Humanities for Humanity brings U of T students and Toronto residents together to explore life’s “big ideas”
At universities, students often talk about emerging from academe into the “real world.” But in one novel U of T course, the real world comes to university: U of T students sit side-by-side with Toronto residents – many of whom never went on to higher education – to discuss classic texts, such as economist Adam Smith’s The Wealth of Nations.
James Janeiro, a master’s student at the School of Public Policy and Governance, says the Humanities for Humanity course has given him a fresh perspective on ideas that shape our society.
The non-credit course, founded six years ago and offered through Victoria University and Trinity College (and one part of Victoria’s “Ideas for the World” program), brings together 30 students and 30 community members once a week. The participants start with a meal together, and then listen to a lecture from a U of T expert – philosophy professor Mark Kingwell on Machiavelli, for example. Afterward, they break into small groups for discussion.
The exchanges are often lively and eye-opening, says Janeiro (BA 2010 Victoria). Kingwell’s Machiavelli lecture, for example, prompted many participants – some of them newcomers to Canada – to talk about their interactions with politicians and the state and their expectations from elected officials. “We had a very in-depth, detailed conversation about the nature of politics and what people want from their government,” he says.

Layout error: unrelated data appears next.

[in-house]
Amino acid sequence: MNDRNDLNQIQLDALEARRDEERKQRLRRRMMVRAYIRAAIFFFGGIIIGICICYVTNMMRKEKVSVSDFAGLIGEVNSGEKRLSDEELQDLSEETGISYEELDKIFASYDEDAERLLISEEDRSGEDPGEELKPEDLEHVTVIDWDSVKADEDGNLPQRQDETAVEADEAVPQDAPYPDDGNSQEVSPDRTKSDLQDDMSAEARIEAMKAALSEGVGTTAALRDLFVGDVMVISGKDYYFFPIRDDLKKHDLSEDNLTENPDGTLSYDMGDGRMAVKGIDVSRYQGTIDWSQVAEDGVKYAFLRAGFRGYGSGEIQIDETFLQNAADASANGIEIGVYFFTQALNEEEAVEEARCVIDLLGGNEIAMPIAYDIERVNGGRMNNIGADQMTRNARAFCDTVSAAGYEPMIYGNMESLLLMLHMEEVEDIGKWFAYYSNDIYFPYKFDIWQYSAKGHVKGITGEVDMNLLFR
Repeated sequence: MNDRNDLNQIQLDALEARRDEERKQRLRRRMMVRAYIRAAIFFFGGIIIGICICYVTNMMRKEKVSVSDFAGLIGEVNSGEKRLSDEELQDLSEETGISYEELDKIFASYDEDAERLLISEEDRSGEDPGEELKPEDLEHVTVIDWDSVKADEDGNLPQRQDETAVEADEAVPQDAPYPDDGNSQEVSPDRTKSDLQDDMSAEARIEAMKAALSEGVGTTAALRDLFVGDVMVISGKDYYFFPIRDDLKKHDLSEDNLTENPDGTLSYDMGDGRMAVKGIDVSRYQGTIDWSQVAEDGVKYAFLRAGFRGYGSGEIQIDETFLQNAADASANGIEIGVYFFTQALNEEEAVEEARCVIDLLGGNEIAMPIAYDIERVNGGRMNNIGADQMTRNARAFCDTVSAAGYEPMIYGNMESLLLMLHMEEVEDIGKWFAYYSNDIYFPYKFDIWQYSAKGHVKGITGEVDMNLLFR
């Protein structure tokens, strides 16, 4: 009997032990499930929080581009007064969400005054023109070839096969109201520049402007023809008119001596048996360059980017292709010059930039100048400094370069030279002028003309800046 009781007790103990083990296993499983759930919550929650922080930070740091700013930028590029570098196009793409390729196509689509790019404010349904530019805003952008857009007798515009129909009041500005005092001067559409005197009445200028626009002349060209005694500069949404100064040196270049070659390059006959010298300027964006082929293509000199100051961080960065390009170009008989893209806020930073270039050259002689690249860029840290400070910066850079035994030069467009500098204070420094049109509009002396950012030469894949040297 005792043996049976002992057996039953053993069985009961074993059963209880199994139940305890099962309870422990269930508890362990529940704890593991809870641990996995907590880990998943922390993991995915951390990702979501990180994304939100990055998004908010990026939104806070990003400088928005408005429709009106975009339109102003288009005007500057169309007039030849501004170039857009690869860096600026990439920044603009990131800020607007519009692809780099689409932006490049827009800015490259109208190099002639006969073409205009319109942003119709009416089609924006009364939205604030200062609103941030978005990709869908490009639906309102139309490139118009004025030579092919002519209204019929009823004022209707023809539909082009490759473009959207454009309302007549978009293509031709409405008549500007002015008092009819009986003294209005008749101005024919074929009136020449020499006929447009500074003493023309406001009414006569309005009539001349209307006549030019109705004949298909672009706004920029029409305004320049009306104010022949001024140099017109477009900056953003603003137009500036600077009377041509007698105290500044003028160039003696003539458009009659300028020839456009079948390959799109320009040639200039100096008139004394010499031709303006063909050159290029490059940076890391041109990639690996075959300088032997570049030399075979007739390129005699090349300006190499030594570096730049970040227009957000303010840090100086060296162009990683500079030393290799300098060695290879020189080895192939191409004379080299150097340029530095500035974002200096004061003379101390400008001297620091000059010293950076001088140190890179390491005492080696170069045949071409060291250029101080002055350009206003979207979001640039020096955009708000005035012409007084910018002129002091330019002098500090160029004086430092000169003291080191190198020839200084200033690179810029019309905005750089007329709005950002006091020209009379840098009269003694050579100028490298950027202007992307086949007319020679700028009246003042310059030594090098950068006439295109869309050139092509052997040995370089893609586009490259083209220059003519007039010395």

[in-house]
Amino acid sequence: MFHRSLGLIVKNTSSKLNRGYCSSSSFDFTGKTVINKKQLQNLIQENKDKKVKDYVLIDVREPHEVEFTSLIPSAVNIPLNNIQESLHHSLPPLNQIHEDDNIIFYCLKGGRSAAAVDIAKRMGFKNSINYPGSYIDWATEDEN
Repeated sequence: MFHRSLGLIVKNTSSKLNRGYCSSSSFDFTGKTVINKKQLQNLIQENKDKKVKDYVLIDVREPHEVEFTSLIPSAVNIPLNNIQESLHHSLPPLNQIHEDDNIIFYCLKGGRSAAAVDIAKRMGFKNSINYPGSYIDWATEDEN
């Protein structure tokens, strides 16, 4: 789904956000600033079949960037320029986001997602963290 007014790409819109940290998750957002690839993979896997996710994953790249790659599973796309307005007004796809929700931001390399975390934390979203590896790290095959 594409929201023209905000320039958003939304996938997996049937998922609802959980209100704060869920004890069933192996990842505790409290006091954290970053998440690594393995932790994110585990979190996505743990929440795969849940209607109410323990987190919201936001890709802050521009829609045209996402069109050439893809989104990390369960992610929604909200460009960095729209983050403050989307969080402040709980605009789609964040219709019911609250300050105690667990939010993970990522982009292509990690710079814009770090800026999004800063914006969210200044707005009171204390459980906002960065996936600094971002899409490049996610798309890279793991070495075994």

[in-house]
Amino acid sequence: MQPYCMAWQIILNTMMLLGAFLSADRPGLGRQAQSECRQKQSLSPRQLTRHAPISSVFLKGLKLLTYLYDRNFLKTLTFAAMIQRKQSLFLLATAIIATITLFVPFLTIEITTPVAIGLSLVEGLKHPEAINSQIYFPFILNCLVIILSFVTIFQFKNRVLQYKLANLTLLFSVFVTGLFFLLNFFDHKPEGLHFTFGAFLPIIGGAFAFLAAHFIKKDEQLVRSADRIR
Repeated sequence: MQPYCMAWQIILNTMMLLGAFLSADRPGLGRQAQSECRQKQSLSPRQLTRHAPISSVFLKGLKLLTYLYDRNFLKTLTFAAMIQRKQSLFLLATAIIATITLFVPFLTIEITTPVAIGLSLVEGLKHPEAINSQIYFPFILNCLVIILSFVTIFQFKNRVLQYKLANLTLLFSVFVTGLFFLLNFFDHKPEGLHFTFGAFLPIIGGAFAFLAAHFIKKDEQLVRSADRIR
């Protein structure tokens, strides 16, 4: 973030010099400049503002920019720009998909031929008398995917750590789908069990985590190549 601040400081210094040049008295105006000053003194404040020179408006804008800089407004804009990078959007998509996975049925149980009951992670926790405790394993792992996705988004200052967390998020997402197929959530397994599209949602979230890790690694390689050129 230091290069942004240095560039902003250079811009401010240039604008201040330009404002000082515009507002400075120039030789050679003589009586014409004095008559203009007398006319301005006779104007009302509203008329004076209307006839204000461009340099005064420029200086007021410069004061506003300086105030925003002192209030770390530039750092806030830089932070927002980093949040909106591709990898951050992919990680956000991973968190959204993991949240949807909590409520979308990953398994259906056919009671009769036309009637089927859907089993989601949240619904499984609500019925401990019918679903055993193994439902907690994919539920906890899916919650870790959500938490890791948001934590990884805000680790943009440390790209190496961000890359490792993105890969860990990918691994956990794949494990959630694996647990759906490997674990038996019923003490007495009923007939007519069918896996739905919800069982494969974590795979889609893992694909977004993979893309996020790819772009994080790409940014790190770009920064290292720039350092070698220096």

After completing his master’s degree, Janeiro hopes to attend law school, and then enter the foreign or civil service, with the eventual goal of running for elected office. He values Humanities for Humanity for the variety of perspectives if offers – and for taking “academic” topics out of the classroom and away from students’ typical concerns about exams and quizzes.
“It’s not necessarily about teaching people European history or how to speak Mandarin,” Janeiro says. “It’s teaching people to think in a way that goes beyond the confines of what they know and what they’ve studied, and what they’re comfortable with.”